36 bit color!

Anyway, for the other people in this thread, if your BluRay player
supports deep color, try it with your TV. If your TV supports it,
then leave it be. Deep Color encoded Blurays will look significantly
more live like with Deep Color on.

Toy Story 3 shows an improvement with Deep Color on,
however Celebration Day from Led Zeppelin does not.

So not all BR titles offer Deep Color. Because of the
extra space DC requires, I suspect that shorter movies
only support it.

Enjoy!
 
Toy Story 3 uses Deep Color.

No it doesn't. You still seem to be unclear on what Deep Color, as a function of your player, actually is.

Make of it what you want.
Keep your player and TV at 24 bit, enjoy the original
Bluray specs and have a great time watching movies
as you like them.

I already posted I have it enabled, it doesn't provide *me* with any significant benefit either way. Maybe your player has a really strong postprocessing chip, maybe my tv already upconverts just fine.
 
No it doesn't. You still seem to be unclear on what Deep Color, as a function of your player, actually is.



I already posted I have it enabled, it doesn't provide *me* with any significant benefit either way. Maybe your player has a really strong postprocessing chip, maybe my tv already upconverts just fine.

Of course, the chip maker for the player I have invented a chip to decode
32 bit color from disks that will never exist.

That makes a lot of sense...
 
It doesn't decode 30-36-bit color, it upconverts a 24-bit color space to 30-36-bit. READ THE DAMNED THING YOU POSTED. :nuts:
 
Normally, each pixel of the video image is transmitted using 24-bit data
(8-bit per channel for R, G, B or Y, Cb, Cr). If Deep Colour is supported
on your TV each pixel of the video image can be transmitted using 30-bit
(10-bit per channel) or 36-bit (12-bit per channel) data. The increased bit
depth should result in smoother colour transitions and better gradients
for better picture quality.

This is upconverting.

For BD discs with native deep colour on them

This is bullshit.
 
The upconverting part you are showing is from DVD upconvert.

Of course it's bullshit.

Everyone is wrong but you.

Have a nice day.
 
I have looked into the actual codec specs that clearly show enhancements
were made to improve the Bluray standard and even posted that
info where 4:4:4 color space supports 42 bit (14 bits per channel)
color on Bluray.

They do not use 42 bits though because the capacity required
is like 4 times 36 bits.

Yet you call bullshit and tell me to use google.

My player even had a Deep Color led in the display when it sees it.

But of course, it's one big master plan to contradict you.

So what is the point?

There is not point having a discussion with you because you do not
want to learn anything, you just want to believe you know everything,

So keep doing that.
 
I have looked into the actual codec specs that clearly show enhancements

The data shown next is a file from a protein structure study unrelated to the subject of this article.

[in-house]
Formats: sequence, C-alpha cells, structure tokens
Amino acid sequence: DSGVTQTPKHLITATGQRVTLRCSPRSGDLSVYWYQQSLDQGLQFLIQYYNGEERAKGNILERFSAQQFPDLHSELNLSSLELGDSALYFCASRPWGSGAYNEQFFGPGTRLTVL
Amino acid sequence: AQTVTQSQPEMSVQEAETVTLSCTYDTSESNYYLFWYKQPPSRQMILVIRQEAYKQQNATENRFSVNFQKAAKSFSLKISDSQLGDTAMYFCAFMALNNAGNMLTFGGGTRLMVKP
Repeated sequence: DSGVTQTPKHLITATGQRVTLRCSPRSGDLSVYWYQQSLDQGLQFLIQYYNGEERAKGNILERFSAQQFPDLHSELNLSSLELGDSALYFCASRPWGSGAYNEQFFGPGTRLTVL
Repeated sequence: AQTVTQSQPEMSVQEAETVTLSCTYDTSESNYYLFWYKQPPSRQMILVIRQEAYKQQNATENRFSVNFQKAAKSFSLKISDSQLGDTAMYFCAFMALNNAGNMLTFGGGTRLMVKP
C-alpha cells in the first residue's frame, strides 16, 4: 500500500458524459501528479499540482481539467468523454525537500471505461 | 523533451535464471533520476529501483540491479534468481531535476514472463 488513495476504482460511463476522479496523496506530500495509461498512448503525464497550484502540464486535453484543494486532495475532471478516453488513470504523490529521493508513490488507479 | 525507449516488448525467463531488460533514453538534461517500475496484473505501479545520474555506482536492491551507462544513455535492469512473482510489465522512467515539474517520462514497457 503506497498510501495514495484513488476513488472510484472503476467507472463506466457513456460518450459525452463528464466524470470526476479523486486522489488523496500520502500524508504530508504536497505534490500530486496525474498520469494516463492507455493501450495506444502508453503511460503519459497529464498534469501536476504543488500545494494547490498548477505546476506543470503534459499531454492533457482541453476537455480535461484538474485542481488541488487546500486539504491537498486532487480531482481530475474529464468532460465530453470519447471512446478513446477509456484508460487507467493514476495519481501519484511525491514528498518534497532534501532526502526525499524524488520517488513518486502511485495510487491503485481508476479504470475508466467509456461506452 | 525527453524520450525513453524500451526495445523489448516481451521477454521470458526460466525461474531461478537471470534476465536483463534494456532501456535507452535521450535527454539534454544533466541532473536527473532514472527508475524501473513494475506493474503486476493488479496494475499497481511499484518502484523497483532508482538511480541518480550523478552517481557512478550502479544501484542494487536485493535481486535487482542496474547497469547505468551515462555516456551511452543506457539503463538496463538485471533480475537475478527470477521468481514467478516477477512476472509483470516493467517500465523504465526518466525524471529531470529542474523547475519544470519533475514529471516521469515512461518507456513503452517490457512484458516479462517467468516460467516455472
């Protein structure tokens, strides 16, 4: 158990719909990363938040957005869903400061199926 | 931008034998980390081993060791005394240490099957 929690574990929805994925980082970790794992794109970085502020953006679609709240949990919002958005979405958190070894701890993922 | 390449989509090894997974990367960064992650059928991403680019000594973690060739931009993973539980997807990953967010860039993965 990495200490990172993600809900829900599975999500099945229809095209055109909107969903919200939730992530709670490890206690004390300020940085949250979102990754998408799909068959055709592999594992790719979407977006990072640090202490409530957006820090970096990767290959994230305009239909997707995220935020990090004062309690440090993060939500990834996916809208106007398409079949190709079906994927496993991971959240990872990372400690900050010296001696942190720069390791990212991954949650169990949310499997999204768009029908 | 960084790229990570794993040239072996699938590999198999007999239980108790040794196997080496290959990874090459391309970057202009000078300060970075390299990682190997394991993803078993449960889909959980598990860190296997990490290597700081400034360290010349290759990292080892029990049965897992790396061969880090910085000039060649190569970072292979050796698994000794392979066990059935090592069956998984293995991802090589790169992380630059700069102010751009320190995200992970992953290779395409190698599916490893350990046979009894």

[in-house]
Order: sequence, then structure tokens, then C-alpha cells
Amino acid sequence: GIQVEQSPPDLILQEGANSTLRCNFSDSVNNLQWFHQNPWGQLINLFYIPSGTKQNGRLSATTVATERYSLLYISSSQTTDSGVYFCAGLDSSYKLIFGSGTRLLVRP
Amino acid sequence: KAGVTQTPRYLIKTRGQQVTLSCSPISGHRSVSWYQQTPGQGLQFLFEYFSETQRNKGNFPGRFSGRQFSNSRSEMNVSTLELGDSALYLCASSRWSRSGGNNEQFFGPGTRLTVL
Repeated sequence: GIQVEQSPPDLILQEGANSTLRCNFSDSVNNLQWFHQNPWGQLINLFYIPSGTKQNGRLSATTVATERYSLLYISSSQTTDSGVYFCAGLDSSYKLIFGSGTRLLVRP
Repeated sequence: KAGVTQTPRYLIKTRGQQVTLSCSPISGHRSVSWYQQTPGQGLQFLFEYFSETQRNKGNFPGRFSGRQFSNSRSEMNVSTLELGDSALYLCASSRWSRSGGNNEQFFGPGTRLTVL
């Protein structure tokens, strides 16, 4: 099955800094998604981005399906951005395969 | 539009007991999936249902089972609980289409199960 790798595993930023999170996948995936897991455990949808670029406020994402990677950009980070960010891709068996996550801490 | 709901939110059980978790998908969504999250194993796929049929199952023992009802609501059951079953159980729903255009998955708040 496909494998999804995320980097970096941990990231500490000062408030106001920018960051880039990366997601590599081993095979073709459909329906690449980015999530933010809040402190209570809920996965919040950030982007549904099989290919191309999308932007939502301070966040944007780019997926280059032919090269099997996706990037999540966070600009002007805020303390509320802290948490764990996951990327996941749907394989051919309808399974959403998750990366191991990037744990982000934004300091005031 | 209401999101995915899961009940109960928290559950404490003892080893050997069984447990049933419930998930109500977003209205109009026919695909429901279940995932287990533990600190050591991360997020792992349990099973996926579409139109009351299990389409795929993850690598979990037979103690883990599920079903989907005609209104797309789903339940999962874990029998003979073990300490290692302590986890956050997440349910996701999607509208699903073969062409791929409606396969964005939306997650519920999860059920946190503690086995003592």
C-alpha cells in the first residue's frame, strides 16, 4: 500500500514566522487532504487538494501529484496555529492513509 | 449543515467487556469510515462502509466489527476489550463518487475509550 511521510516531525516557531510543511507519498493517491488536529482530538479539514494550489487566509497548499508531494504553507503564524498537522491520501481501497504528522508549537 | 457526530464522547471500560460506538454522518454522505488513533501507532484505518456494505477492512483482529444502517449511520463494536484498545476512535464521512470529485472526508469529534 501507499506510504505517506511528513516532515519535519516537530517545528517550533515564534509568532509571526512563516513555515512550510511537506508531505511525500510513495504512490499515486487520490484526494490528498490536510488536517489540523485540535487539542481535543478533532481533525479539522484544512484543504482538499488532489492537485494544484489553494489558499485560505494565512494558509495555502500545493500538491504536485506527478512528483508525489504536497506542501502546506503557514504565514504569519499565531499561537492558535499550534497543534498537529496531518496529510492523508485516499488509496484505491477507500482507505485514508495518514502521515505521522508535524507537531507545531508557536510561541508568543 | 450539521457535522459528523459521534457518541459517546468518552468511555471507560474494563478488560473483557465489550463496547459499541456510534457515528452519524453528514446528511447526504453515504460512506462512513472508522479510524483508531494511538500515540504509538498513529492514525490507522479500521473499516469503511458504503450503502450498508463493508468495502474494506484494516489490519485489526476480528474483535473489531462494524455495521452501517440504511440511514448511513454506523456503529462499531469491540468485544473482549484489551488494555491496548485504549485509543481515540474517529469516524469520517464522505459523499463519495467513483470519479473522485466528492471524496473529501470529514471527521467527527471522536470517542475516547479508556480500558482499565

were made to improve the Bluray standard and even posted that
info where 4:4:4 color space supports 42 bit (14 bits per channel)
color on Bluray.

They do not use 42 bits though because the capacity required
is like 4 times 36 bits.

the h.264/AVC codec has different profiles. It does contain a profile for 4:4:4 color space, but that is NOT the one used in BDs. I already pointed that out above.

My player even had a Deep Color led in the display when it sees it.

Does this LED come on when you enable Deep Color :rolleyes:

I assume you have some kind of Oppo player. By all means google Oppo Deep Color and see what the manufacturer themselves have to say.
 
You've so far failed to substantiate any claims of BDs being produced in anything above 24-bit color. You've posted incorrect interpretation of the video codec color space and the BD standard. You seem to misunderstand how the Deep Color setting on your player works. And *I'm* reading only what I want to see? :nuts:

Here is something from the Oppo BDP-83 manual (2009 model)

At this time, no disc is encoded with Deep Color. Enabling Deep Color will not magically make colors richer, but will help preserve the maximum precision as a result of video processing and picture control adjustment.

Here are pros talking about deep color from 2012:

http://www.avsforum.com/t/1411555/deep-color-test-pattern

Deep Color requires the source to be encoded in Deep Color to have any benefit. There are no consumer sources encoded with Deep Color

Here is a brief overview of how Deep Color settings on players work:

http://forum.bigpicturebigsound.com...op-boxes-etc/1779-what-36-bit-deep-color.html

DeepColor support (available in HDMI 1.3 and above) allows the HDMI spec to support 10-bit, 12-bit and 16-bit color precision. And while it's true that Blu-ray Discs only support 8-bit color encoding (using 4:2:0 chroma subsampling), this doesn't mean that enhanced color precision available in DeepColor is complete marketing hype. Some Blu-ray players with DeepColor support can "upsample" the 8-bit color palate to 10, 12 or 16 bits in order to interpolate intermediate colors between the color values encoded on the disc. This can help to produce smoother color transitions (with no "banding") when such upconverted material is displayed on a DeepColor-compatible display device.